The remarkable rise of the Liverpool women’s football team continues as a new challenge awaits

May Day marked a special day in the history of Liverpool Feds Women’s Football Club.

A self-funded side founded in 1991, the Feds earned promotion to the third tier of the women’s pyramid (National League Premier Division) after an exceptional run that saw the team lose just one of their 22 league games in of the 2021/22 season. The side, made up of part-time players, also reached the League Cup semi-final and the FA Cup first round proper.

Beating competition from Newcastle United Women to clinch top spot, the disappointment of past campaigns curtailed due to Covid and sorely failing to level up on more than one occasion in years past has been overcome in some style .

One person who has witnessed the club’s impressive rise is Liverpool Feds vice-chairman Sue Carmichael, who started as a player for the team in its founding days and then remained with the team for 20 years in total.

Summing up the club’s recent success speaking to ECHO, Carmichael said: “It’s amazing what we’ve achieved. The club was born out of a university team in 1990, and I was part of that team. We won successive leagues, then moved up to a combined league, where we got stuck for a while. The female pyramid has changed and the nature of the team has changed in terms of quality. The current team is of quality, with an excellent manager. We’ve been asking for a promotion for seven or eight years now, so finally winning it is a huge achievement.

“It comes down to the dedication of the club’s volunteers, of whom there are around 40 or 50. There are no full-time staff, we all do jobs outside of football. We have a very generous sponsor, who is a parent of two girls who play in our youth section, but that only scratches the surface. Without this funding, we would be in a really tough spot.

“It’s a huge commitment for the players. We are a team of doctors, policemen, researchers, teachers – people who work full time in positions of high responsibility. They only train twice a week, but that’s two full evenings of their time. You ask a lot of people, so last Sunday was a huge reward for all the hours people put in. »

Next season will see the Feds compete with Burnley, Derby County and West Bromwich Albion, a challenge representing an exciting chapter for the club. The team train and play their home matches at Jericho Lane, Aigburth, and are coached by two-time FA Cup winner Leanne Duffy. Continuing to raise the profile of the team is now the task at hand, both from the perspective of the player and the supporters.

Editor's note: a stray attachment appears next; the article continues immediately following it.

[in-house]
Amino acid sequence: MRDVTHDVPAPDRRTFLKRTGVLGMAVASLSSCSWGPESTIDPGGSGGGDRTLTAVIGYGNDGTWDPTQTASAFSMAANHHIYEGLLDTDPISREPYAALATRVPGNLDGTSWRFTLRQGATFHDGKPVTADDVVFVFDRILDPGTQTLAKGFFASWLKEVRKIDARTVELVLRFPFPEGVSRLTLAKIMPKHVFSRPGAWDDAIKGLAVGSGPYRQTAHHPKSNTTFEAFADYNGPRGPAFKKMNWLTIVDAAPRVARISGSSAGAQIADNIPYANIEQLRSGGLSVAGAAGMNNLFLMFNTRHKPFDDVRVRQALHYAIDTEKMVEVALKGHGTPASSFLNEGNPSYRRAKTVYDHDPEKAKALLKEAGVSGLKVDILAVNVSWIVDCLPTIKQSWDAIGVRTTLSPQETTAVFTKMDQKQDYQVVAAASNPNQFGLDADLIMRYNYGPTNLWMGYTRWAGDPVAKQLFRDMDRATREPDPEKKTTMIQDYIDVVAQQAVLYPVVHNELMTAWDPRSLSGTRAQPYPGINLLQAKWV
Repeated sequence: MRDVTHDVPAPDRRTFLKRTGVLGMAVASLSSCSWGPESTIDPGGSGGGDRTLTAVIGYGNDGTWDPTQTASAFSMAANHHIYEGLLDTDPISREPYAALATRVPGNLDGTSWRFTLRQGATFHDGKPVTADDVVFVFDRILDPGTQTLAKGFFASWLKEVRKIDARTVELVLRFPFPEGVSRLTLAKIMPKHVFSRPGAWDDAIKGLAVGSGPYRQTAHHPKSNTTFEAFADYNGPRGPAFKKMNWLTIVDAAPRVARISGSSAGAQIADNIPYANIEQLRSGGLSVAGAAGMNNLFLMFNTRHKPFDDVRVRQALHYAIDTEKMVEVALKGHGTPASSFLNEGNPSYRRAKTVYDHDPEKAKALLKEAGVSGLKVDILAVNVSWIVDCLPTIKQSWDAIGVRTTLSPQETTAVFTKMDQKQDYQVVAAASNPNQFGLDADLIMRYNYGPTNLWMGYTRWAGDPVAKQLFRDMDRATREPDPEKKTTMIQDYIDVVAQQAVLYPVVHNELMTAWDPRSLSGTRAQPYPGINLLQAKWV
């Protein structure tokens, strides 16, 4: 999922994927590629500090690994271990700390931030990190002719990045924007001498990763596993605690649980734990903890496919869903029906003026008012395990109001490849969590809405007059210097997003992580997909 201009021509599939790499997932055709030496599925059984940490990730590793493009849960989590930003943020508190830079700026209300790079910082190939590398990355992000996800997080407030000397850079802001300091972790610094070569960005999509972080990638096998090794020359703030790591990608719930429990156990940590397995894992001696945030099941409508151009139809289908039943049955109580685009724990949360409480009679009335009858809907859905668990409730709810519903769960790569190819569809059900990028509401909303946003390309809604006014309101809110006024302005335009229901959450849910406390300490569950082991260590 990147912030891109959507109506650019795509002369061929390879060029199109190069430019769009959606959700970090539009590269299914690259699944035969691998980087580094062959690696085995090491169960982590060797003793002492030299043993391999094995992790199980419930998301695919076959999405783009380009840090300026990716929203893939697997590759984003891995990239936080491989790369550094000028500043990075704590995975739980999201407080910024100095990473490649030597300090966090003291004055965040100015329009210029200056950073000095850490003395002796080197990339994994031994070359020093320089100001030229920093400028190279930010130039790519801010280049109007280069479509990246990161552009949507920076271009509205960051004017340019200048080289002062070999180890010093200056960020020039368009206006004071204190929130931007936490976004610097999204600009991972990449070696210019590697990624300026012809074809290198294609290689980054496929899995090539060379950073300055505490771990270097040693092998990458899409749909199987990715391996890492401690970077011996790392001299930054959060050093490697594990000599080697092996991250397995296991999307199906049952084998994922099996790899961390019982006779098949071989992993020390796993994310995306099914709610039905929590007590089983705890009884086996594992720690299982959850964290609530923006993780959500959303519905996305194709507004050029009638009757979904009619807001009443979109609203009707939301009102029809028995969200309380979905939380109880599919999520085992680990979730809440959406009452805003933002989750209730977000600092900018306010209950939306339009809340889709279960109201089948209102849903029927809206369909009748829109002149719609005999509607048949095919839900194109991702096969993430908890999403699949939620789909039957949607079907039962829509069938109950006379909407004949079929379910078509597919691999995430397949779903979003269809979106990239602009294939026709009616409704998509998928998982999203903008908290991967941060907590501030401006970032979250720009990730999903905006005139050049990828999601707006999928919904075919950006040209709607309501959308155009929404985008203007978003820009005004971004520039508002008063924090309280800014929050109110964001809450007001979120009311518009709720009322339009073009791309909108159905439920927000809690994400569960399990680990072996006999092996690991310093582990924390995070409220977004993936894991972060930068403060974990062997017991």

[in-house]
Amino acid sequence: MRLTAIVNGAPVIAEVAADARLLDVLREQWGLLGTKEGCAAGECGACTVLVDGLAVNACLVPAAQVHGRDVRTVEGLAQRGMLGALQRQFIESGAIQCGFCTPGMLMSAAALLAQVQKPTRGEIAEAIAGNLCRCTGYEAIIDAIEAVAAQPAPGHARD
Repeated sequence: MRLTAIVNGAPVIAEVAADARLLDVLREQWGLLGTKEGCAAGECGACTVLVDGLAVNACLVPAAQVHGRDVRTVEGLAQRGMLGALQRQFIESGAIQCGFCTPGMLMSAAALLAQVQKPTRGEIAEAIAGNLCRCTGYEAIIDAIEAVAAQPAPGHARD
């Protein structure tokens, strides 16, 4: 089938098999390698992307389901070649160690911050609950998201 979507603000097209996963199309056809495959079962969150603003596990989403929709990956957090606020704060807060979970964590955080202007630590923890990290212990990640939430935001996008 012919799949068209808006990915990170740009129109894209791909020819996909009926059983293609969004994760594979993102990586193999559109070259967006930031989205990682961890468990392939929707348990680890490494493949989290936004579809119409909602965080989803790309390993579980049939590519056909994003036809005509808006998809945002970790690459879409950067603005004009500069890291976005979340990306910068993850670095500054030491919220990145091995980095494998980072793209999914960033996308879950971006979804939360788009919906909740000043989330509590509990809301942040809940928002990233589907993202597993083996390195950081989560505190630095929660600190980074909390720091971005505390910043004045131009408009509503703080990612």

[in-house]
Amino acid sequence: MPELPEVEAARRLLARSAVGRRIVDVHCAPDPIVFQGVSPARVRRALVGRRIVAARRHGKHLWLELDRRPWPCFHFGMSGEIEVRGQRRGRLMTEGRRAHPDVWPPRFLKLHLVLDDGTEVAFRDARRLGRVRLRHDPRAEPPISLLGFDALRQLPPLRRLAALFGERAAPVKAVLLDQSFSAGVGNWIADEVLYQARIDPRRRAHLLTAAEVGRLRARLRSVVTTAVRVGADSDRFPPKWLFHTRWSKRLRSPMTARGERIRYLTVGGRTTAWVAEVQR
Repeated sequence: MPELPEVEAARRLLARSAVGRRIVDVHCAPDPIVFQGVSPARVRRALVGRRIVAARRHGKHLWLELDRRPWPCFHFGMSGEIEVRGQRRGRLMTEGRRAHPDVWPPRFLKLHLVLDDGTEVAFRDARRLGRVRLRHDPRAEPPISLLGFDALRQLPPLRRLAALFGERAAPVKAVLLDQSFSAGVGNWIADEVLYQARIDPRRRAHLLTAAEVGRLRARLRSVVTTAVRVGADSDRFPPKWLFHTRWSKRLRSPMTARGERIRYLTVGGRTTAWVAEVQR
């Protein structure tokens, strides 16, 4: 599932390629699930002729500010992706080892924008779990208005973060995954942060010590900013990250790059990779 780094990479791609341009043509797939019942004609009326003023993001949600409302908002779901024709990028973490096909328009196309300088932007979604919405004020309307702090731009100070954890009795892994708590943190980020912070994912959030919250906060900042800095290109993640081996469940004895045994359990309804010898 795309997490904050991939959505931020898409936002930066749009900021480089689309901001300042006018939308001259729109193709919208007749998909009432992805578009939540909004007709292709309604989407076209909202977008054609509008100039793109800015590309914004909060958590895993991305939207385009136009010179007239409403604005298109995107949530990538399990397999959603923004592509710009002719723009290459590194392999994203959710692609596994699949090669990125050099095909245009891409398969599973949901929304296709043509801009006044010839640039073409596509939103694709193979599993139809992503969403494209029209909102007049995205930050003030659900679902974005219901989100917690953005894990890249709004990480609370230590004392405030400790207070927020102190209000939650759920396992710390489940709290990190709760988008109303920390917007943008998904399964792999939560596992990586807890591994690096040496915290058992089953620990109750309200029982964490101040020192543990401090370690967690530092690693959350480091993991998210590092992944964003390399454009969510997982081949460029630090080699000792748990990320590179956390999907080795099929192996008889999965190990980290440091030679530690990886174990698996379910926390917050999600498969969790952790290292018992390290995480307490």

“Our goal will be to establish ourselves in this league,” Carmichael said of ambitions for the 2022/23 campaign. “During this season, in a cup competition, we have played a number of teams which we will play next year. Obviously these were one-off games, so it is a question of making sure that we we can maintain that throughout the season.

“At our games we usually bring the players’ friends and family and we have a large youth section of around 130 children. Lots of people come more regularly, having seen the quality of the games and how exciting it is Bill Stewart was the very first coach of our team at university and he remained with the club as a manager, later becoming the chairman.He really wants the club to increase its quality and status in the region .

There is a real sense of community associated with the Feds, who are keen to remember former players who have represented the team to play at higher levels of the game. Zoe Tynan, who joined the Feds aged six before signing for Manchester City in the Women’s Super League in 2015 and later representing AFC Fylde Women in the top flight.

Tynan tragically took her own life aged 18 in 2016, although she is still a part of the club’s identity to this day. The name ‘Liverp8ol Feds’ appears on the club crest, with the number eight paying homage to the shirt number worn by Tynan for England.

The Liverpool Feds have held a charity match in Tynan’s memory every year since his death, except for a two-year absence due to coronavirus restrictions, and will invite 36 teams to take part in a tournament in Jericho Lane on Saturday, May 21.

Money raised at the event will be donated to the If U Care Share Foundation and the Darby Rimmer Foundation. The purpose of the day is not just to support these charities, but to encourage discussion about mental health. Raffle tickets can be purchased for £1, which you can find here.

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